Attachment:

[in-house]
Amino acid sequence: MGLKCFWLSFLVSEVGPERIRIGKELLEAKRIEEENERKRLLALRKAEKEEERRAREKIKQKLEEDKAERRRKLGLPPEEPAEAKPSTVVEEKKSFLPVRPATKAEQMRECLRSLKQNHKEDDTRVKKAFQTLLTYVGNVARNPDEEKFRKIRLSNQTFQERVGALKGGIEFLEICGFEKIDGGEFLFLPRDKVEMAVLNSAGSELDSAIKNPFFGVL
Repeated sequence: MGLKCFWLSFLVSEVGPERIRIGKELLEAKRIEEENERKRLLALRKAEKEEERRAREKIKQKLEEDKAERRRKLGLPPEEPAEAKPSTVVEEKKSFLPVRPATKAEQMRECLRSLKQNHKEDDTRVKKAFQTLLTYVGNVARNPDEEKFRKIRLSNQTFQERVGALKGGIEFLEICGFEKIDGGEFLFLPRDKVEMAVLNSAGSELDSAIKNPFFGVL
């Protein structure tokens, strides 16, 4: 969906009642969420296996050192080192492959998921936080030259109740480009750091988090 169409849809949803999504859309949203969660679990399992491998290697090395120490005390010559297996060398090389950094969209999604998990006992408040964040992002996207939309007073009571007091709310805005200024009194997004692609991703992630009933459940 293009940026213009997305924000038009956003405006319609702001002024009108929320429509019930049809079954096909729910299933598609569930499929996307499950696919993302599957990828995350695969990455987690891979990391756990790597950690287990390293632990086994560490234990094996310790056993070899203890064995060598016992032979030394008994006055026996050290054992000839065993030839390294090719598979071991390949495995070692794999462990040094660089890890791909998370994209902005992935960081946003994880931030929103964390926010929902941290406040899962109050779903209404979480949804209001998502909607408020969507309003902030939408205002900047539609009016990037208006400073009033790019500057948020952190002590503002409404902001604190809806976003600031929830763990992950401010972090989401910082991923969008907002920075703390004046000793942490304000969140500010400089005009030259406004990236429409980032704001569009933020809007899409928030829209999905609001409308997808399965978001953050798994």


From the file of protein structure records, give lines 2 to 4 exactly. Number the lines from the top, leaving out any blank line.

Amino acid sequence: MGLKCFWLSFLVSEVGPERIRIGKELLEAKRIEEENERKRLLALRKAEKEEERRAREKIKQKLEEDKAERRRKLGLPPEEPAEAKPSTVVEEKKSFLPVRPATKAEQMRECLRSLKQNHKEDDTRVKKAFQTLLTYVGNVARNPDEEKFRKIRLSNQTFQERVGALKGGIEFLEICGFEKIDGGEFLFLPRDKVEMAVLNSAGSELDSAIKNPFFGVL
Repeated sequence: MGLKCFWLSFLVSEVGPERIRIGKELLEAKRIEEENERKRLLALRKAEKEEERRAREKIKQKLEEDKAERRRKLGLPPEEPAEAKPSTVVEEKKSFLPVRPATKAEQMRECLRSLKQNHKEDDTRVKKAFQTLLTYVGNVARNPDEEKFRKIRLSNQTFQERVGALKGGIEFLEICGFEKIDGGEFLFLPRDKVEMAVLNSAGSELDSAIKNPFFGVL
């Protein structure tokens, strides 16, 4: 969906009642969420296996050192080192492959998921936080030259109740480009750091988090 169409849809949803999504859309949203969660679990399992491998290697090395120490005390010559297996060398090389950094969209999604998990006992408040964040992002996207939309007073009571007091709310805005200024009194997004692609991703992630009933459940 293009940026213009997305924000038009956003405006319609702001002024009108929320429509019930049809079954096909729910299933598609569930499929996307499950696919993302599957990828995350695969990455987690891979990391756990790597950690287990390293632990086994560490234990094996310790056993070899203890064995060598016992032979030394008994006055026996050290054992000839065993030839390294090719598979071991390949495995070692794999462990040094660089890890791909998370994209902005992935960081946003994880931030929103964390926010929902941290406040899962109050779903209404979480949804209001998502909607408020969507309003902030939408205002900047539609009016990037208006400073009033790019500057948020952190002590503002409404902001604190809806976003600031929830763990992950401010972090989401910082991923969008907002920075703390004046000793942490304000969140500010400089005009030259406004990236429409980032704001569009933020809007899409928030829209999905609001409308997808399965978001953050798994």